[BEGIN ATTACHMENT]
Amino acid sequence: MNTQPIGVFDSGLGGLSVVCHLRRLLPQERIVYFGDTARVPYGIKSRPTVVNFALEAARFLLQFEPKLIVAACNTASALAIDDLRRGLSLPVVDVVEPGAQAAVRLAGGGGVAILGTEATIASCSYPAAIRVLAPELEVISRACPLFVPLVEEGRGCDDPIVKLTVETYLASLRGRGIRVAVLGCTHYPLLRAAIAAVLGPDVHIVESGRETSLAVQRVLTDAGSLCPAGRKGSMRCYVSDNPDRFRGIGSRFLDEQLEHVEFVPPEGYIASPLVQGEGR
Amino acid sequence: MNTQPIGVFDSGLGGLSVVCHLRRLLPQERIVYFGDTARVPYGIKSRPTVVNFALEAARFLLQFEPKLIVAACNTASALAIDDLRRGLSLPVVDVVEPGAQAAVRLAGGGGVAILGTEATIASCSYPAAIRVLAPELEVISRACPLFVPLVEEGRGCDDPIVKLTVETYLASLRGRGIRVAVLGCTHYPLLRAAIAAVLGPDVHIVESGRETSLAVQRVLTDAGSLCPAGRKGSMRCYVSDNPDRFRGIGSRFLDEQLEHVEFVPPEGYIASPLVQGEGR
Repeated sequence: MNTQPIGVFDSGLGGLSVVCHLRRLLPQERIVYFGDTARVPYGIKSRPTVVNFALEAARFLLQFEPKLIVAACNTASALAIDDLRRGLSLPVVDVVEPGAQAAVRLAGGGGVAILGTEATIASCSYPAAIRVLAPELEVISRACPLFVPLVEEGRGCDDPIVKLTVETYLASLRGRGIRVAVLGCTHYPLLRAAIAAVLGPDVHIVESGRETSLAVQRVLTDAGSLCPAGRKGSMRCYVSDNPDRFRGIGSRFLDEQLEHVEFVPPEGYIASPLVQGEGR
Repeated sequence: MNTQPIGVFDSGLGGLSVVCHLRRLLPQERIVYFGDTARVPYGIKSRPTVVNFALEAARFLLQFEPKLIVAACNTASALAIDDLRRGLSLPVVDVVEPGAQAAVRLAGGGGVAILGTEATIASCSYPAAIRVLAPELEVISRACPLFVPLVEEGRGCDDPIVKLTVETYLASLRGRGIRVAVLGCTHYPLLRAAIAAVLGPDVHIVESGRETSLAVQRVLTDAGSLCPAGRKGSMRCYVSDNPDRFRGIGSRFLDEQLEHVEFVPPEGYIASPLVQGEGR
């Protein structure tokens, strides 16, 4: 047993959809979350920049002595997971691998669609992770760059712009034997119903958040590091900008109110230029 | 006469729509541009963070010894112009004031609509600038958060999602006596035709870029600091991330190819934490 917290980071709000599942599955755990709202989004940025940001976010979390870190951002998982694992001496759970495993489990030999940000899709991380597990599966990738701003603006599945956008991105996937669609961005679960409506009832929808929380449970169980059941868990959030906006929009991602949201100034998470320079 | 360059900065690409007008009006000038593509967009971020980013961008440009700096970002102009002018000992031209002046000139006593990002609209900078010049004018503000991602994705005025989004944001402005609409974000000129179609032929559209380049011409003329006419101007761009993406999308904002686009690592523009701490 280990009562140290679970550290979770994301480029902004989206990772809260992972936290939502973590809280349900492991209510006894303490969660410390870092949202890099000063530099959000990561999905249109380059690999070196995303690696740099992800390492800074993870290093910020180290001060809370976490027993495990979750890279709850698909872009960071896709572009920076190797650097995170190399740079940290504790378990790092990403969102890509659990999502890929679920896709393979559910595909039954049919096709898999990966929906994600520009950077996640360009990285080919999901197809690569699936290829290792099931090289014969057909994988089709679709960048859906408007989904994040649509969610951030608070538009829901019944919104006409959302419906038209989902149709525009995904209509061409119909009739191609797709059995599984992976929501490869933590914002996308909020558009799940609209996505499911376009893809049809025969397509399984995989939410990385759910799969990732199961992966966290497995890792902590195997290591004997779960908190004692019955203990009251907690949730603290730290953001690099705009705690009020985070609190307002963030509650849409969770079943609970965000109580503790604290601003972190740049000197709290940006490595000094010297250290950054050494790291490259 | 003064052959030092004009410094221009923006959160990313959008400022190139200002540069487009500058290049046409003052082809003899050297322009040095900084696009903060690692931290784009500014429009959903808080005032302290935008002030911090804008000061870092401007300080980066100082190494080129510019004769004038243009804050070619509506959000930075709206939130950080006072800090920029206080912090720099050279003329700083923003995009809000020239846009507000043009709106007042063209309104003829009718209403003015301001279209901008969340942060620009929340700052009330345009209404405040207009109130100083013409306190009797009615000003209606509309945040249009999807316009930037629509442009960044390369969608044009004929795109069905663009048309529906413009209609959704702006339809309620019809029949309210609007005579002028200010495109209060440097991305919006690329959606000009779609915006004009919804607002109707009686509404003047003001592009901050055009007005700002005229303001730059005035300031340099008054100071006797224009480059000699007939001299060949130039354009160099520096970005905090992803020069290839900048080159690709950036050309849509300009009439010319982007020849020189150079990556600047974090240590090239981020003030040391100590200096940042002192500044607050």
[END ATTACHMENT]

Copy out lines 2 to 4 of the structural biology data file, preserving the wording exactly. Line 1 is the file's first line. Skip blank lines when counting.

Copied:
Amino acid sequence: MNTQPIGVFDSGLGGLSVVCHLRRLLPQERIVYFGDTARVPYGIKSRPTVVNFALEAARFLLQFEPKLIVAACNTASALAIDDLRRGLSLPVVDVVEPGAQAAVRLAGGGGVAILGTEATIASCSYPAAIRVLAPELEVISRACPLFVPLVEEGRGCDDPIVKLTVETYLASLRGRGIRVAVLGCTHYPLLRAAIAAVLGPDVHIVESGRETSLAVQRVLTDAGSLCPAGRKGSMRCYVSDNPDRFRGIGSRFLDEQLEHVEFVPPEGYIASPLVQGEGR
Repeated sequence: MNTQPIGVFDSGLGGLSVVCHLRRLLPQERIVYFGDTARVPYGIKSRPTVVNFALEAARFLLQFEPKLIVAACNTASALAIDDLRRGLSLPVVDVVEPGAQAAVRLAGGGGVAILGTEATIASCSYPAAIRVLAPELEVISRACPLFVPLVEEGRGCDDPIVKLTVETYLASLRGRGIRVAVLGCTHYPLLRAAIAAVLGPDVHIVESGRETSLAVQRVLTDAGSLCPAGRKGSMRCYVSDNPDRFRGIGSRFLDEQLEHVEFVPPEGYIASPLVQGEGR
Repeated sequence: MNTQPIGVFDSGLGGLSVVCHLRRLLPQERIVYFGDTARVPYGIKSRPTVVNFALEAARFLLQFEPKLIVAACNTASALAIDDLRRGLSLPVVDVVEPGAQAAVRLAGGGGVAILGTEATIASCSYPAAIRVLAPELEVISRACPLFVPLVEEGRGCDDPIVKLTVETYLASLRGRGIRVAVLGCTHYPLLRAAIAAVLGPDVHIVESGRETSLAVQRVLTDAGSLCPAGRKGSMRCYVSDNPDRFRGIGSRFLDEQLEHVEFVPPEGYIASPLVQGEGR